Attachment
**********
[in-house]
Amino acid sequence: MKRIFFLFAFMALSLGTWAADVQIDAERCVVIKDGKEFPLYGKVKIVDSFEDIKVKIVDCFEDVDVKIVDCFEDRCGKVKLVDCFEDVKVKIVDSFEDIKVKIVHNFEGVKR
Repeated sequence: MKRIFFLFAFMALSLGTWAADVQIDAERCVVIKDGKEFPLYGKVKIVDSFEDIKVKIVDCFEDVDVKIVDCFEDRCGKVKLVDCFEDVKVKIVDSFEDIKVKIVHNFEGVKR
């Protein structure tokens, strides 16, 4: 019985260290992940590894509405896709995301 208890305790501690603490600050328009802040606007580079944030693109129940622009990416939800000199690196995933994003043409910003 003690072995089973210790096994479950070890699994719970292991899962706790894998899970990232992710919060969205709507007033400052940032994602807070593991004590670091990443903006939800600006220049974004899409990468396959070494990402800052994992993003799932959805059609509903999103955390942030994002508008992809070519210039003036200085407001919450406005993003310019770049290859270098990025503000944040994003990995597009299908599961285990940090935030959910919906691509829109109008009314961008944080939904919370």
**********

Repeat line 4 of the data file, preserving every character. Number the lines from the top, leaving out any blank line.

């Protein structure tokens, strides 16, 4: 019985260290992940590894509405896709995301 208890305790501690603490600050328009802040606007580079944030693109129940622009990416939800000199690196995933994003043409910003 003690072995089973210790096994479950070890699994719970292991899962706790894998899970990232992710919060969205709507007033400052940032994602807070593991004590670091990443903006939800600006220049974004899409990468396959070494990402800052994992993003799932959805059609509903999103955390942030994002508008992809070519210039003036200085407001919450406005993003310019770049290859270098990025503000944040994003990995597009299908599961285990940090935030959910919906691509829109109008009314961008944080939904919370």